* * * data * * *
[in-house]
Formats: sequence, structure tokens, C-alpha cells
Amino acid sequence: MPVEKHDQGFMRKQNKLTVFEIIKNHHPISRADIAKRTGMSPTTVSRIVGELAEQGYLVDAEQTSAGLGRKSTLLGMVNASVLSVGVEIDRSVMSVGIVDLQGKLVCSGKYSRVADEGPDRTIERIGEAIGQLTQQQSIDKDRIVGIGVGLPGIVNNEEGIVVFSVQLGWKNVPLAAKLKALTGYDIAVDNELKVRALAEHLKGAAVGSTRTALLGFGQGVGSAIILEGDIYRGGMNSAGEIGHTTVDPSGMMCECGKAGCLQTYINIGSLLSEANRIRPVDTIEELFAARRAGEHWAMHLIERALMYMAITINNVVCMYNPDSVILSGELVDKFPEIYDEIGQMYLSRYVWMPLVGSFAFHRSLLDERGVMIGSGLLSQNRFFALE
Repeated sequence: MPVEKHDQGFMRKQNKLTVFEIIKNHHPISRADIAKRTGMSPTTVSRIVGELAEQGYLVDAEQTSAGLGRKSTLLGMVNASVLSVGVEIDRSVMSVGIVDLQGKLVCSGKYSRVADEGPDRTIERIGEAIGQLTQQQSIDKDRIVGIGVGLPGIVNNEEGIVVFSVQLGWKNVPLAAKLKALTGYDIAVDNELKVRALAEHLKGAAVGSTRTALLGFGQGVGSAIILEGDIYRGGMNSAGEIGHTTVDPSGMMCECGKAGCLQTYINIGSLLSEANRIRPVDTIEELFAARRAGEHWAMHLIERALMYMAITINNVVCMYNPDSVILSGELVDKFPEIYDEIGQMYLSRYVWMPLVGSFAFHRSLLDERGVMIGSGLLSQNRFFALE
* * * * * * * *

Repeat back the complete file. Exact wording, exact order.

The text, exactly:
[in-house]
Formats: sequence, structure tokens, C-alpha cells
Amino acid sequence: MPVEKHDQGFMRKQNKLTVFEIIKNHHPISRADIAKRTGMSPTTVSRIVGELAEQGYLVDAEQTSAGLGRKSTLLGMVNASVLSVGVEIDRSVMSVGIVDLQGKLVCSGKYSRVADEGPDRTIERIGEAIGQLTQQQSIDKDRIVGIGVGLPGIVNNEEGIVVFSVQLGWKNVPLAAKLKALTGYDIAVDNELKVRALAEHLKGAAVGSTRTALLGFGQGVGSAIILEGDIYRGGMNSAGEIGHTTVDPSGMMCECGKAGCLQTYINIGSLLSEANRIRPVDTIEELFAARRAGEHWAMHLIERALMYMAITINNVVCMYNPDSVILSGELVDKFPEIYDEIGQMYLSRYVWMPLVGSFAFHRSLLDERGVMIGSGLLSQNRFFALE
Repeated sequence: MPVEKHDQGFMRKQNKLTVFEIIKNHHPISRADIAKRTGMSPTTVSRIVGELAEQGYLVDAEQTSAGLGRKSTLLGMVNASVLSVGVEIDRSVMSVGIVDLQGKLVCSGKYSRVADEGPDRTIERIGEAIGQLTQQQSIDKDRIVGIGVGLPGIVNNEEGIVVFSVQLGWKNVPLAAKLKALTGYDIAVDNELKVRALAEHLKGAAVGSTRTALLGFGQGVGSAIILEGDIYRGGMNSAGEIGHTTVDPSGMMCECGKAGCLQTYINIGSLLSEANRIRPVDTIEELFAARRAGEHWAMHLIERALMYMAITINNVVCMYNPDSVILSGELVDKFPEIYDEIGQMYLSRYVWMPLVGSFAFHRSLLDERGVMIGSGLLSQNRFFALE